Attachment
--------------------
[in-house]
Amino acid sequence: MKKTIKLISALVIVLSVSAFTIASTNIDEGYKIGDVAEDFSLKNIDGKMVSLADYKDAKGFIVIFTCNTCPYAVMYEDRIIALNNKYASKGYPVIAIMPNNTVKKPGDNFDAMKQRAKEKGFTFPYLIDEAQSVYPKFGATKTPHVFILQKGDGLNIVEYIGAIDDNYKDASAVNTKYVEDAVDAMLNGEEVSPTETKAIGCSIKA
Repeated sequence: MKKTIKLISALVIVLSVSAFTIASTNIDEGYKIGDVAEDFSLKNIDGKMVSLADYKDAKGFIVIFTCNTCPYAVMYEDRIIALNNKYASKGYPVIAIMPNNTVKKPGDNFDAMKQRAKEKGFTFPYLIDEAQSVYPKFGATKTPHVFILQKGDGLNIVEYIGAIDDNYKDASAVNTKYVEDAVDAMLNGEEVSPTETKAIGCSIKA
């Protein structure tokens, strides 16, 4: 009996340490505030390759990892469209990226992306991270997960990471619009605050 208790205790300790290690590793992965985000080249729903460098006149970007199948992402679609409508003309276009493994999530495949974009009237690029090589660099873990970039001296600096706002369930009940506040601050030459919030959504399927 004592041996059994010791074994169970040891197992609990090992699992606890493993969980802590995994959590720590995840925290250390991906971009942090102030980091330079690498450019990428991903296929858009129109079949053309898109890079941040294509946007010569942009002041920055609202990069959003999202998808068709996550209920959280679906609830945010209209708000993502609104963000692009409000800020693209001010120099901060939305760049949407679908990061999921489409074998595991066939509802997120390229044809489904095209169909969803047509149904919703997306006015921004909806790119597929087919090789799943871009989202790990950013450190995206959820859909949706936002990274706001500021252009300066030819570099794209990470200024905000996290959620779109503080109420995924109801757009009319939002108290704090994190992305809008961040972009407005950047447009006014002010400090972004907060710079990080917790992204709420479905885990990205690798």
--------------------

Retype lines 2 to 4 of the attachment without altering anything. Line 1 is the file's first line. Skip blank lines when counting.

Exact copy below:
Amino acid sequence: MKKTIKLISALVIVLSVSAFTIASTNIDEGYKIGDVAEDFSLKNIDGKMVSLADYKDAKGFIVIFTCNTCPYAVMYEDRIIALNNKYASKGYPVIAIMPNNTVKKPGDNFDAMKQRAKEKGFTFPYLIDEAQSVYPKFGATKTPHVFILQKGDGLNIVEYIGAIDDNYKDASAVNTKYVEDAVDAMLNGEEVSPTETKAIGCSIKA
Repeated sequence: MKKTIKLISALVIVLSVSAFTIASTNIDEGYKIGDVAEDFSLKNIDGKMVSLADYKDAKGFIVIFTCNTCPYAVMYEDRIIALNNKYASKGYPVIAIMPNNTVKKPGDNFDAMKQRAKEKGFTFPYLIDEAQSVYPKFGATKTPHVFILQKGDGLNIVEYIGAIDDNYKDASAVNTKYVEDAVDAMLNGEEVSPTETKAIGCSIKA
């Protein structure tokens, strides 16, 4: 009996340490505030390759990892469209990226992306991270997960990471619009605050 208790205790300790290690590793992965985000080249729903460098006149970007199948992402679609409508003309276009493994999530495949974009009237690029090589660099873990970039001296600096706002369930009940506040601050030459919030959504399927 004592041996059994010791074994169970040891197992609990090992699992606890493993969980802590995994959590720590995840925290250390991906971009942090102030980091330079690498450019990428991903296929858009129109079949053309898109890079941040294509946007010569942009002041920055609202990069959003999202998808068709996550209920959280679906609830945010209209708000993502609104963000692009409000800020693209001010120099901060939305760049949407679908990061999921489409074998595991066939509802997120390229044809489904095209169909969803047509149904919703997306006015921004909806790119597929087919090789799943871009989202790990950013450190995206959820859909949706936002990274706001500021252009300066030819570099794209990470200024905000996290959620779109503080109420995924109801757009009319939002108290704090994190992305809008961040972009407005950047447009006014002010400090972004907060710079990080917790992204709420479905885990990205690798």